Mehuys E, Van Bortel L, De Bolle L, Van Tongelen I, Remon JP, De Looze D. Self-medication of upper gastrointestinal symptoms: a community pharmacy study. ANNALS OF PHARMACOTHERAPY. 2009;43(5):890–8.
MLA
Mehuys, Els, Lucas Van Bortel, Leen De Bolle, et al. “Self-medication of Upper Gastrointestinal Symptoms: a Community Pharmacy Study.” ANNALS OF PHARMACOTHERAPY 43.5 (2009): 890–898. Print.
@article{686505,
  abstract     = {BACKGROUND: Upper gastrointestinal (GI) symptoms are a common reason for self-treatment with over-the-counter (OTC) medication. However, data are scarce on the typology of GI complaints for which individuals seek self-medication and, more importantly, on the prevalence of alarm symptoms in this population.
OBJECTIVE: To investigate: (1) the nature of GI symptoms that people intend to self-medicate, (2) prevalence of alarm symptoms, (3) adherence to referral advice given by the pharmacist, and (4) self-reported efficacy and frequency of use of OTC medication for minor complaints.
METHODS: This descriptive study was performed in 63 community pharmacies. Participants (N = 592, aged 18-82 y) completed a questionnaire to assess symptom characteristics and previous medical consulting. Based on this information, the pharmacist referred subjects to a physician or advised self-treatment. Four weeks later, participants were presented a follow-up questionnaire evaluating their adherence to referral advice or efficacy of self-treatment.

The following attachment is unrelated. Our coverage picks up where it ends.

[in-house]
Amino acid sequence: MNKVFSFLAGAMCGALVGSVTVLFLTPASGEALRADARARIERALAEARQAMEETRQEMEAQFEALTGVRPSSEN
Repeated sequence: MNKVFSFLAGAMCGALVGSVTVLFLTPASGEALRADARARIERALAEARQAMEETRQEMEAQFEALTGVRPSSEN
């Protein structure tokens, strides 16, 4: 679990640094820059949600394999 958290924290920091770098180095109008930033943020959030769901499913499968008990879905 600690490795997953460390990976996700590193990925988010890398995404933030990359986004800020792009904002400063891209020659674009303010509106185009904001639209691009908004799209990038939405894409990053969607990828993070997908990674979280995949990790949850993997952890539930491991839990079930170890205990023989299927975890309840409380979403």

RESULTS: The most frequently reported GI symptoms were burning retrosternal discomfort (49.2\%), acid regurgitation (53.2\%), and bothersome postprandial fullness (51.2\%). At least one alarm symptom was present in 22.4\% of the individuals, with difficulty in swallowing being the most prevalent (15.4\%). Although 21\% of the customers were referred, only 51.7\% of these contacted a physician. Almost all (95.1\%) of the remaining customers who were advised self-treatment reported symptom relief with the OTC drug obtained.
CONCLUSIONS: Mild GI symptoms will mostly resolve with self-treatment. Yet, the value of pharmacist counseling on OTC treatment should be recognized, as community pharmacists can play an important role in distinguishing symptoms that warrant further medical examination.},
  author       = {Mehuys, Els and Van Bortel, Lucas and De Bolle, Leen and Van Tongelen, Inge and Remon, Jean Paul and De Looze, Danny},
  issn         = {1060-0280},
  journal      = {ANNALS OF PHARMACOTHERAPY},
  keyword      = {CARE,IMPACT,DISORDERS,HEARTBURN,dyspepsia,antacid,self-treatment,upper gastrointestinal symptoms,nonprescription drugs,GASTROESOPHAGEAL-REFLUX,H-2-RECEPTOR ANTAGONISTS,GENERAL-PRACTICE,DYSPEPSIA,PREVALENCE,THE-COUNTER AVAILABILITY},
  language     = {eng},
  number       = {5},
  pages        = {890--898},
  title        = {Self-medication of upper gastrointestinal symptoms: a community pharmacy study},
  url          = {http://dx.doi.org/10.1345/aph.1L647},
  volume       = {43},
  year         = {2009},
}